We “endured” two hours of scrubbing and bubble-bathing so we could give you a candid account of what happens in a hamam in Istanbul. And it was the best thing we did in Istanbul! In the name of research, of course.
I mentioned in my best places to visit in Istanbul article that if you want a real Turkish experience, you should stay away from the Grand Bazaar and go to the best hamam you can for an amazing Ottoman-inspired relaxation session. So we did just that.
Side note: Istanbul is a big city, so you might be lost on which area to stay in in Istanbul. Luckily for you, we have an article about the best neighborhoods to stay in Istanbul (spoiler: we think Sultanahmet is best and Taksim sucks). If you book a hotel in Sultanahmet you’ll be close to the best hamams and it’s where the best hotels are located as well. We think the best one is Cağaloğlu Hamam, which is, in fact, also in Sultanahmet.
(If you use any of our affiliate links and book a hotel through booking.com, we’ll receive a small commission at no extra cost to you. Thank you for supporting our work this way, it means a lot!)
What is a hamam?
A hamam, or Turkish bath, is a public bathing facility with steam baths, regular baths, people that scrub you, massage you, put nicely-smelling potions on you, and then give you tea and send you on your way.
Men and women go separately, and all the attendants match the gender of the visitors they tend to.
If you’re a single woman worried about all those naked men, you don’t need to look for a ladies-only hamam—there is always going to be a separate area for women no matter where you go, unless you choose one of the co-ed hamams. Those are only meant for couples though, not singles.
At some hamams there are separate areas for men and women, so if you go as a couple, you both get your hamam experience at the same time, just in different parts of the hamam. At other Istanbul hamams there are just separate times of days in which each gender can visit, but they all use the same areas. Not the best for couples as you cannot go at once.
A hamam consists of several rooms, each one warmer than the last, each with a different function—some for relaxation, some for steaming, some for scrubbing and bathing.
Hamams are a traditional feature of the Muslim world, though they got the idea from the Romans and their thermal baths. Public bathing was a thing because households didn’t have regular access to water.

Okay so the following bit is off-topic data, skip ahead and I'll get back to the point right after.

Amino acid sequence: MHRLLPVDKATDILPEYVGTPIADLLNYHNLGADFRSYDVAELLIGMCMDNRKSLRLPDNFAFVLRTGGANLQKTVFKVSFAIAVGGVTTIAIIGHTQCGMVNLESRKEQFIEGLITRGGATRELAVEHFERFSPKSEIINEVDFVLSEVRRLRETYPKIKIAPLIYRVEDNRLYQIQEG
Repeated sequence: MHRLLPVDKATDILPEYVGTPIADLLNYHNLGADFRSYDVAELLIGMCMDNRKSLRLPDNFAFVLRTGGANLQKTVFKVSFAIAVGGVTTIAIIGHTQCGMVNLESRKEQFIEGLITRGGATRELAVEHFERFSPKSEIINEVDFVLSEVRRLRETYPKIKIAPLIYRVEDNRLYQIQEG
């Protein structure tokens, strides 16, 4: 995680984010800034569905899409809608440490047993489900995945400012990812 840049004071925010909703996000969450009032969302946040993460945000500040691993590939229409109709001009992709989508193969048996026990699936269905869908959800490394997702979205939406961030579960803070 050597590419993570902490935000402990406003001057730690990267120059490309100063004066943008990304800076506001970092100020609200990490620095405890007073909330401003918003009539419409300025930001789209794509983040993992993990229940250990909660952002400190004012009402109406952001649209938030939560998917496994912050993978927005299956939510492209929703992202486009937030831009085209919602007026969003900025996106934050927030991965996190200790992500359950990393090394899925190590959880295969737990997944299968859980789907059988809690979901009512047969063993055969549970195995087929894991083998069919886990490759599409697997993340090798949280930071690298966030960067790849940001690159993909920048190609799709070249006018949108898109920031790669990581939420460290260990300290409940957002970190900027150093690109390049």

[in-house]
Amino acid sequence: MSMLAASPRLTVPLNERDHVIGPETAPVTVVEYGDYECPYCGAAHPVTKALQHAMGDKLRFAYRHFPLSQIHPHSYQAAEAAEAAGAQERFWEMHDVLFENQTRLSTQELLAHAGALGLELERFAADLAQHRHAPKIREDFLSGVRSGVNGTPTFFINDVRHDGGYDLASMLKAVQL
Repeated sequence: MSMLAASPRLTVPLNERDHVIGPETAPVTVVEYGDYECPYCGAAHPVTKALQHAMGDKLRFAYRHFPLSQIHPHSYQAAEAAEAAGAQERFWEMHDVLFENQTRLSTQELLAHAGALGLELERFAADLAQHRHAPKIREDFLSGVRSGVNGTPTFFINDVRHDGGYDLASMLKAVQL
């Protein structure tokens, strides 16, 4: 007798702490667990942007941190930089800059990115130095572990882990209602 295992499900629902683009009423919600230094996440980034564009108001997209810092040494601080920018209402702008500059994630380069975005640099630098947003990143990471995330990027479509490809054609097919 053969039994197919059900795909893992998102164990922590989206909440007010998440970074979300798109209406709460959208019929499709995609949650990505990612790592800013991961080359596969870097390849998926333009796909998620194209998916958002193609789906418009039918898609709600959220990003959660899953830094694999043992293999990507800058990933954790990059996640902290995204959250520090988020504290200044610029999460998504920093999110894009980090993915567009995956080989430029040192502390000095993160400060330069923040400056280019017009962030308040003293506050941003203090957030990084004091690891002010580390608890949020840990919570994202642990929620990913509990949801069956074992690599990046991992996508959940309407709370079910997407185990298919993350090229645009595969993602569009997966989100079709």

For Muslim men, hamams were a place for the purification process before going to pray to a mosque.
For women, it was mostly the social equivalent of going to a coffee shop—you chat with your neighbors, catch up on gossip, and ascertain your social status based on which hamam you could afford to go to. Like social media, but naked.
They are now used only recreationally, like a spa would be. Though don’t get sidetracked by all the steam room and massage mentions—you will primarily get washed.
The rooms of a hamam are heated through air ducts and through the floors.
So, what is a hamam, you ask? A hamam is a relaxing oasis that will be the most luxurious scrub you’ve ever had. If you go to the right one (our recommendation below).
Tip: Are you getting ready for a trip to Istanbul? Read our Istanbul travel tips and check out what the best places to visit in Istanbul are.
Hotel tip: The AJWA Sultanahmet is a new 5-star hotel from 2017 that gives you luxurious Ottoman style complete with hand-made carpets, hand-painted tiles, exquisite bedding, and an overall wow factor. The common areas are decorated with art by the best Turkish artists.
This is the place to stay to complete your Ottoman experience post-hamam.
AJWA is located in Sultanahmet, the best area to stay in in Istanbul.
A restaurant on the 8th floor provides great food and views. There’s also a spa and indoor pool.
Prices start at USD 270 per night for two people with breakfast.
Top tips for visiting a hamam in Istanbul: 💆 Splurge! Pick the best hamam you can, it’s totally worth it. 🛀 Undress. Expect to be naked save for ladies’ panties. 🎁 Tip: Your attendants should get a gratuity at the end of your hamam visit.
What happens in a Turkish bath: The general idea of what to expect in a hamam
You’ve read about how great hamams are, you may be intrigued to try one, but you still don’t quite get it? What really happens in a Turkish bath?! The detailed answer depends on which hamam in Istanbul you choose, and which program or procedure of that hamam you pay for.
I recommend going to the best hamam you can, because where else will you be able to do? So go on, book that luxury experience! It’s so worth it.
My dear wife chose the Ottoman Luxury Service at Cağaloğlu Hamam, which seemed a little overboard to me, but of course she deserves only the best. And I wouldn’t have it any other way if we were doing it again—it was so worth it! Best USD 160 spent in Istanbul (per person). Actually, they have even more fancy experiences at Cağaloğlu Hamam … my body would for sure appreciate a clay mask!